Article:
The flyby caps a five-decade-long era of reconnaissance that began with Venus and Mars in the early 1960s, and continued through first looks at Mercury, Jupiter and Saturn in the 1970s and Uranus and Neptune in the 1980s.

Reaching this third zone of our solar system – beyond the inner, rocky planets and outer gas giants – has been a space science priority for years. In the early 2000s the National Academy of Sciences ranked the exploration of the Kuiper Belt – and particularly Pluto and its largest moon, Charon – as its top priority planetary mission for the coming decade.

New Horizons – a compact, lightweight, powerfully equipped probe packing the most advanced suite of cameras and spectrometers ever sent on a first reconnaissance mission – is NASA’s answer to that call.

“This is pure exploration; we’re going to turn points of light into a planet and a system of moons before your eyes!” said Alan Stern, New Horizons principal investigator from Southwest Research Institute (SwRI) in Boulder, Colorado. “New Horizons is flying to Pluto – the biggest, brightest and most complex of the dwarf planets in the Kuiper Belt. This 21st century encounter is going to be an exploration bonanza unparalleled in anticipation since the storied missions of Voyager in the 1980s.”

Pluto, the largest known body in the Kuiper Belt, offers a nitrogen atmosphere, complex seasons, distinct surface markings, an ice-rock interior that may harbor an ocean, and at least five moons. Among these moons, the largest – Charon - may itself sport an atmosphere or an interior ocean, and possibly even evidence of recent surface activity.

“There’s no doubt, Charon is a rising star in terms of scientific interest, and we can’t wait to reveal it in detail in July,” said Leslie Young, deputy project scientist at SwRI.

Pluto’s smaller moons also are likely to present scientific opportunities. When New Horizons was started in 2001, it was a mission to just Pluto and Charon, before the four smaller moons were discovered.

The spacecraft’s suite of seven science instruments – which includes cameras, spectrometers, and plasma and dust detectors – will map the geology of Pluto and Charon and map their surface compositions and temperatures; examine Pluto’s atmosphere, and search for an atmosphere around Charon; study Pluto’s smaller satellites; and look for rings and additional satellites around Pluto.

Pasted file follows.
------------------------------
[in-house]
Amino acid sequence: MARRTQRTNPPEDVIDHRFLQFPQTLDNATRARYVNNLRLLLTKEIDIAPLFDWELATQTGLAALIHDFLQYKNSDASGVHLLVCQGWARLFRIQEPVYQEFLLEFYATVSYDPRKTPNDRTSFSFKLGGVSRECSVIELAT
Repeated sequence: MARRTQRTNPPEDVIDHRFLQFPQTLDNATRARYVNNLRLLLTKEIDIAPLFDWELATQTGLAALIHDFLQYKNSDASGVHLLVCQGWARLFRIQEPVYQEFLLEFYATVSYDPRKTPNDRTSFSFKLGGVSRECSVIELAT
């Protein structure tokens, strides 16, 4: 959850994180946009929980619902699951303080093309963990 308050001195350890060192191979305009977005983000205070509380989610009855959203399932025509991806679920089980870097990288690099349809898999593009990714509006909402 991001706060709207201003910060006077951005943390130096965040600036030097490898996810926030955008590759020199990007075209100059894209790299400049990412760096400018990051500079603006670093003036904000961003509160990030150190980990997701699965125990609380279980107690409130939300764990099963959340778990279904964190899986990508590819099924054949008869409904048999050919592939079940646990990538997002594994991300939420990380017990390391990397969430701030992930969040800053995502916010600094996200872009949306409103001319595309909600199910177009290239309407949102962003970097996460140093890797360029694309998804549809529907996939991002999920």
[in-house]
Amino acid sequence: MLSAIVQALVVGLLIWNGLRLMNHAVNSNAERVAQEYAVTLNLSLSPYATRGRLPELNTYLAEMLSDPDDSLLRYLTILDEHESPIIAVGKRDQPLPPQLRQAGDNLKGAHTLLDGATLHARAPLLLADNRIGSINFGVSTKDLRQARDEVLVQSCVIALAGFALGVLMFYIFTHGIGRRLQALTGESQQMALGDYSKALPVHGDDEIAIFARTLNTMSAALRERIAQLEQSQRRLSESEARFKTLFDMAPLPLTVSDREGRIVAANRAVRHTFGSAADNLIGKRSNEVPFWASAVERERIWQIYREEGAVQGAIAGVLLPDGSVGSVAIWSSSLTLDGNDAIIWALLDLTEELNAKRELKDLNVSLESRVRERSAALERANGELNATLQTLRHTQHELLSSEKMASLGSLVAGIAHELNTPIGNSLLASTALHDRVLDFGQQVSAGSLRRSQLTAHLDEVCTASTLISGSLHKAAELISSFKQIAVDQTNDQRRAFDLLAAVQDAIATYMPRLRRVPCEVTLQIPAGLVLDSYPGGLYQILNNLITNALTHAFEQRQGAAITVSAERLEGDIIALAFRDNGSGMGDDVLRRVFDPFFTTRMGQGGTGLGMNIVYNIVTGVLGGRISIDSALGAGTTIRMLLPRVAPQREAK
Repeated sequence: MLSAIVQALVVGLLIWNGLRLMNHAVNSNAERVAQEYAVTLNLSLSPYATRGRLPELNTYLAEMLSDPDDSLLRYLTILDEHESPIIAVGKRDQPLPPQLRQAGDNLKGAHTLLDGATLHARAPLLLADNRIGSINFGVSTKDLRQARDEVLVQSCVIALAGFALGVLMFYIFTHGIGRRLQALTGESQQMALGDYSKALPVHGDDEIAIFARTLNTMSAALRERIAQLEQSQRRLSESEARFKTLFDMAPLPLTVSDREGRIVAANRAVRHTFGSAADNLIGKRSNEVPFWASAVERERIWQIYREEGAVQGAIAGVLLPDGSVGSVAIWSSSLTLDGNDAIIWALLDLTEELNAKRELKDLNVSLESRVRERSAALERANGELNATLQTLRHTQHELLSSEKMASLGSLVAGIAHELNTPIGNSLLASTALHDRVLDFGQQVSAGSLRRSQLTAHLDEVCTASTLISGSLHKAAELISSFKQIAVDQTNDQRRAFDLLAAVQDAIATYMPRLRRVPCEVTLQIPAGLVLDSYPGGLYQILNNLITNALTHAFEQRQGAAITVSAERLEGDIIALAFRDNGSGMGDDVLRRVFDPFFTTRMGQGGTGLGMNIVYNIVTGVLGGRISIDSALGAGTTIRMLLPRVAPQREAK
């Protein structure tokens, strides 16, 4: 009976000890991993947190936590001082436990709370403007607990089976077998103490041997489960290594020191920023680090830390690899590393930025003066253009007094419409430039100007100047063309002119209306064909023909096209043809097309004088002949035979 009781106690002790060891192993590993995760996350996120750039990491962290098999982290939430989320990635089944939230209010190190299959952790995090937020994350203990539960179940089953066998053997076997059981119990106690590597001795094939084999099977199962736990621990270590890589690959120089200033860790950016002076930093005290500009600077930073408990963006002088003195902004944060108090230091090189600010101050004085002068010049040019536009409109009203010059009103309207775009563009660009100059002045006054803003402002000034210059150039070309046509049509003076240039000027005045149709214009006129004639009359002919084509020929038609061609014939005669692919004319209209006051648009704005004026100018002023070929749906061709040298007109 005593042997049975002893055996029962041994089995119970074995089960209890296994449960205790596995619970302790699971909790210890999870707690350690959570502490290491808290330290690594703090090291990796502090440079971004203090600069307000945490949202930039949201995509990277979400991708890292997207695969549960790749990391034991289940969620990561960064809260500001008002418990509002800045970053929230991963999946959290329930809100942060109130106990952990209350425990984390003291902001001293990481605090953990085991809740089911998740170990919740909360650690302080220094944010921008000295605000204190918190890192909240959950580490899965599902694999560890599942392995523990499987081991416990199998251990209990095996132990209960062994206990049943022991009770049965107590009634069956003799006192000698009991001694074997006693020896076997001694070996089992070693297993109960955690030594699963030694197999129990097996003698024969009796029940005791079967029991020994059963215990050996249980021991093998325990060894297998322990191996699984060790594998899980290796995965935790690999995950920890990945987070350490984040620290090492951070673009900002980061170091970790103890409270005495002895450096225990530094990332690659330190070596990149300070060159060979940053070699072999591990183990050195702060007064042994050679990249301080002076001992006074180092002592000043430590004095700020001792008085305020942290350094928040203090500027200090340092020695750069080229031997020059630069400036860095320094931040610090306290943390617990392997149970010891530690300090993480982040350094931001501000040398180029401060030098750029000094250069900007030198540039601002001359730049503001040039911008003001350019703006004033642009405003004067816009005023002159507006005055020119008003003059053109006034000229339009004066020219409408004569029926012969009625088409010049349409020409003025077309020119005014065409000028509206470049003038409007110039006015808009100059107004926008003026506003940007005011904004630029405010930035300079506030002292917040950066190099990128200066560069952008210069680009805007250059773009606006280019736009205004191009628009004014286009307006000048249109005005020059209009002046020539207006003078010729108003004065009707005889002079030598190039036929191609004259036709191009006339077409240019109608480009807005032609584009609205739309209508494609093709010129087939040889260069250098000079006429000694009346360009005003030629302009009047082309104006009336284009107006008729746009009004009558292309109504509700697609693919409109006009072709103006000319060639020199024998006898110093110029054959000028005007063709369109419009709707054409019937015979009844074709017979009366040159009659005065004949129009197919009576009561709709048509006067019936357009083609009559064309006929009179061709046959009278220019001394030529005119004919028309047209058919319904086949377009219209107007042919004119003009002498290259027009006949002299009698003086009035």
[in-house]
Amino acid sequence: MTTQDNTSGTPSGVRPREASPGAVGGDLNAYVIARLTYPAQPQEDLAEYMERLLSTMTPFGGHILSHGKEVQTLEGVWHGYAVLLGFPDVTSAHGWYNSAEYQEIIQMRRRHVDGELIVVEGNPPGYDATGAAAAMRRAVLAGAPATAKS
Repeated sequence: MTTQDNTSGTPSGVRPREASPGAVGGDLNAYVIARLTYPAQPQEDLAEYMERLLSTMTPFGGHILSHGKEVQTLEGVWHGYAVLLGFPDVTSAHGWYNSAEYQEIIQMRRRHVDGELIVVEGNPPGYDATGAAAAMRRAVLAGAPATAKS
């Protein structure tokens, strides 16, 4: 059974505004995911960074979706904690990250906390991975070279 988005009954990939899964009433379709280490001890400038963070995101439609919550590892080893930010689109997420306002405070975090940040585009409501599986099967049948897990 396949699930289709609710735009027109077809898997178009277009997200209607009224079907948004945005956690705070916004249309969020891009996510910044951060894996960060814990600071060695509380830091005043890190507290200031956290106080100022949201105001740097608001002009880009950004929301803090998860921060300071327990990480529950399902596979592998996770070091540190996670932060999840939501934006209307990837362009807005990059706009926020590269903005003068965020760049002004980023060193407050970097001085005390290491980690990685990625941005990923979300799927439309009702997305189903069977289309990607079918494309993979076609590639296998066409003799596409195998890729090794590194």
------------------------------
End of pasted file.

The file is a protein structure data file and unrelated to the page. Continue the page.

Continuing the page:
Currently, even with New Horizons closer to Pluto than the Earth is to the Sun, the Pluto system resembles little more than bright dots in the distance. But teams operating the spacecraft are using these views to refine their knowledge of Pluto’s location, and skillfully navigate New Horizons toward a precise target point 7,750 miles (12,500 kilometers) from Pluto’s surface. That targeting is critical, since the computer commands that will orient the spacecraft and point its science instruments are based on knowing the exact time and location that New Horizons passes Pluto.

“Our team has worked hard to get to this point, and we know we have just one shot to make this work,” said Alice Bowman, New Horizons mission operations manager at the Johns Hopkins University Applied Physics Laboratory (APL) in Laurel, Maryland, which built and operates the spacecraft. “We’ve plotted out each step of the Pluto encounter, practiced it over and over, and we’re excited the ‘real deal’ is finally here.”

The spacecraft’s work doesn’t end with the July flyby. Because it gets one shot at its target, New Horizons is designed to gather as much data as it can, as quickly as it can, taking about 100 times as much data on close approach as it can send home before flying away. And although the spacecraft will send select, high-priority datasets home in the days just before and after close approach, the mission will continue returning the data stored in onboard memory for a full 16 months.

“New Horizons is one of the great explorations of our time,” said New Horizons Project Scientist Hal Weaver at APL. “There’s so much we don’t know, not just about Pluto, but other worlds like it. We’re not rewriting textbooks with this historic mission – we’ll be writing them from scratch.”

APL manages the New Horizons mission for NASA’s Science Mission Directorate in Washington. Alan Stern of SwRI is the principal investigator. SwRI leads the science team, payload operations and encounter science planning. New Horizons is part of the New Frontiers Program, managed by NASA's Marshall Space Flight Center in Huntsville, Alabama.

For more information on New Horizons, visit:

http://www.nasa.gov/newhorizons

 

 

Star Party June 13! (We hope!)

Sunset will be 8:26 P.M.

Moonrise will be 4:53 A.M.

For any who wish to observe on a night without a moon, notice the Saturday night/Sunday morning moonrise is 4:53 A.M. on Sunday, give or take rounding errors.  It will be a really moonless night and should be good observing, weather permitting. 

Club Policy is that the focus of the Star Parties will be to give as much assistance as possible to new observers.